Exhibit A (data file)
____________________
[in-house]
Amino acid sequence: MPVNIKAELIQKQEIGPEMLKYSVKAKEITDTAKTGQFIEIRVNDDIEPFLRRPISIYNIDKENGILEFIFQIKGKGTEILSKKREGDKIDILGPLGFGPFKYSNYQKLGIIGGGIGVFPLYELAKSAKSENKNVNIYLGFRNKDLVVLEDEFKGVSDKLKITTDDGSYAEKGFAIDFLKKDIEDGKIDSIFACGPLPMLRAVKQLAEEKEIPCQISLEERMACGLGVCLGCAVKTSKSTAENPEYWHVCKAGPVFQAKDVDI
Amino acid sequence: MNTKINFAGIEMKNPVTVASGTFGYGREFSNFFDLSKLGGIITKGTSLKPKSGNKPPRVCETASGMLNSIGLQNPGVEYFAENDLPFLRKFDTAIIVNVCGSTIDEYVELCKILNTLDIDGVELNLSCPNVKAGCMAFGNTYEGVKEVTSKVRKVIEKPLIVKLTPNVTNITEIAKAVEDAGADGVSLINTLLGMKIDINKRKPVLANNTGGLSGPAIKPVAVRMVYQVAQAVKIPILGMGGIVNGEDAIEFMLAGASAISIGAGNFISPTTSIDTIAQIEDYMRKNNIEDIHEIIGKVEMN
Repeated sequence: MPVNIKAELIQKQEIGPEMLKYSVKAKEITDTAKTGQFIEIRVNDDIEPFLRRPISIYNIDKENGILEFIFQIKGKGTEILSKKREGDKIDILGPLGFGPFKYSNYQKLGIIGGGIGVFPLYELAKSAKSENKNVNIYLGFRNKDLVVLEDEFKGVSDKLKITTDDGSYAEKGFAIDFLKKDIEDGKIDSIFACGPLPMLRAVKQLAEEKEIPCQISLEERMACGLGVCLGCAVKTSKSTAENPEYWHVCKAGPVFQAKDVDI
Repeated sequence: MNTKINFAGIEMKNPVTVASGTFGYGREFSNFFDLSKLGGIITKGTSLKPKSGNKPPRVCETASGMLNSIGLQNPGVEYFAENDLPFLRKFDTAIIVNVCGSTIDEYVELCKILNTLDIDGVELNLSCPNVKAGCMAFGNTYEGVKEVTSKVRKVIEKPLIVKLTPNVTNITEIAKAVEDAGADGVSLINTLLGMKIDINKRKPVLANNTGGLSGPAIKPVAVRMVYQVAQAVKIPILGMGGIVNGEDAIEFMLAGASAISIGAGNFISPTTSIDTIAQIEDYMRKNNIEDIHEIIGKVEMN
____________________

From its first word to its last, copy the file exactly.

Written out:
[in-house]
Amino acid sequence: MPVNIKAELIQKQEIGPEMLKYSVKAKEITDTAKTGQFIEIRVNDDIEPFLRRPISIYNIDKENGILEFIFQIKGKGTEILSKKREGDKIDILGPLGFGPFKYSNYQKLGIIGGGIGVFPLYELAKSAKSENKNVNIYLGFRNKDLVVLEDEFKGVSDKLKITTDDGSYAEKGFAIDFLKKDIEDGKIDSIFACGPLPMLRAVKQLAEEKEIPCQISLEERMACGLGVCLGCAVKTSKSTAENPEYWHVCKAGPVFQAKDVDI
Amino acid sequence: MNTKINFAGIEMKNPVTVASGTFGYGREFSNFFDLSKLGGIITKGTSLKPKSGNKPPRVCETASGMLNSIGLQNPGVEYFAENDLPFLRKFDTAIIVNVCGSTIDEYVELCKILNTLDIDGVELNLSCPNVKAGCMAFGNTYEGVKEVTSKVRKVIEKPLIVKLTPNVTNITEIAKAVEDAGADGVSLINTLLGMKIDINKRKPVLANNTGGLSGPAIKPVAVRMVYQVAQAVKIPILGMGGIVNGEDAIEFMLAGASAISIGAGNFISPTTSIDTIAQIEDYMRKNNIEDIHEIIGKVEMN
Repeated sequence: MPVNIKAELIQKQEIGPEMLKYSVKAKEITDTAKTGQFIEIRVNDDIEPFLRRPISIYNIDKENGILEFIFQIKGKGTEILSKKREGDKIDILGPLGFGPFKYSNYQKLGIIGGGIGVFPLYELAKSAKSENKNVNIYLGFRNKDLVVLEDEFKGVSDKLKITTDDGSYAEKGFAIDFLKKDIEDGKIDSIFACGPLPMLRAVKQLAEEKEIPCQISLEERMACGLGVCLGCAVKTSKSTAENPEYWHVCKAGPVFQAKDVDI
Repeated sequence: MNTKINFAGIEMKNPVTVASGTFGYGREFSNFFDLSKLGGIITKGTSLKPKSGNKPPRVCETASGMLNSIGLQNPGVEYFAENDLPFLRKFDTAIIVNVCGSTIDEYVELCKILNTLDIDGVELNLSCPNVKAGCMAFGNTYEGVKEVTSKVRKVIEKPLIVKLTPNVTNITEIAKAVEDAGADGVSLINTLLGMKIDINKRKPVLANNTGGLSGPAIKPVAVRMVYQVAQAVKIPILGMGGIVNGEDAIEFMLAGASAISIGAGNFISPTTSIDTIAQIEDYMRKNNIEDIHEIIGKVEMN